The site is bordered on the north by Dundas Street, on the east by Victoria Street, and on the west by Yonge Street. A former street named Dundas Square (previously Wilton Street) forms the southern boundary. Dundas Street, an east–west street through Downtown Toronto, was constructed by connecting pre-existing streets. From the west, Agnes Street intersected at Yonge Street at the present Dundas Street intersection, but did not continue east. From the east, Wilton Street connected to Yonge Street approximately 100 metres to the south. In the 20th century, Dundas Street was extended east from the Agnes Street intersection to meet with Wilton Street at Victoria Street, by building a curved road east, then southeast, to intersect with Wilton. Wilton was renamed Dundas Street East, and the section of Wilton west of Victoria Street was renamed Dundas Square. Stores south of the new Dundas intersection, not in the way of the roadway, remained.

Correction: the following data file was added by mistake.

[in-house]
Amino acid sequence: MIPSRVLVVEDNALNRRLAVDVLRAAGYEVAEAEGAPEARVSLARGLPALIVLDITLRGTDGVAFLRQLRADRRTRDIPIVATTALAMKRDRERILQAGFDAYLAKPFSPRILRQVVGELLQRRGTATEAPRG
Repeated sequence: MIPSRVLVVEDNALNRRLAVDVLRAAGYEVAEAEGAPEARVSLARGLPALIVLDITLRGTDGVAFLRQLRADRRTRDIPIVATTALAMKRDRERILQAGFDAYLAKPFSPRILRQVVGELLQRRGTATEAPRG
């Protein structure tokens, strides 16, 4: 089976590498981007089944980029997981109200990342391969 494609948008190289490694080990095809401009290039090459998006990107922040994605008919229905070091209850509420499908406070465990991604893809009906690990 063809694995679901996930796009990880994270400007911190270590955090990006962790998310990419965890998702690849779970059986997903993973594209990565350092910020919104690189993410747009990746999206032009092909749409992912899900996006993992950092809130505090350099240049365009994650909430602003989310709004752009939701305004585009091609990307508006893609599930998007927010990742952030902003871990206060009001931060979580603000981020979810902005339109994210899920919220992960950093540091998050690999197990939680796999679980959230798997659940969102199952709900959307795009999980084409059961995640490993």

In 1998, as part of its Yonge Street Regeneration Project, Toronto City Council approved the expropriation and demolition of the buildings on the site and the construction of Yonge-Dundas Square. The square is a joint project of the city, residents, the McGill Granby Association, the Downtown Yonge Business and Resident Association, and the Downtown Yonge Business Improvement Area, an association of local businesses. This effort was spearheaded by Councillor Kyle Rae, Robert Sniderman of the Senator Restaurant, and Arron Barberian of Barberian's Steak House. In late 2007, the 10 Dundas East (formerly Metropolis and Toronto Life Square) entertainment complex opened across the street from the square.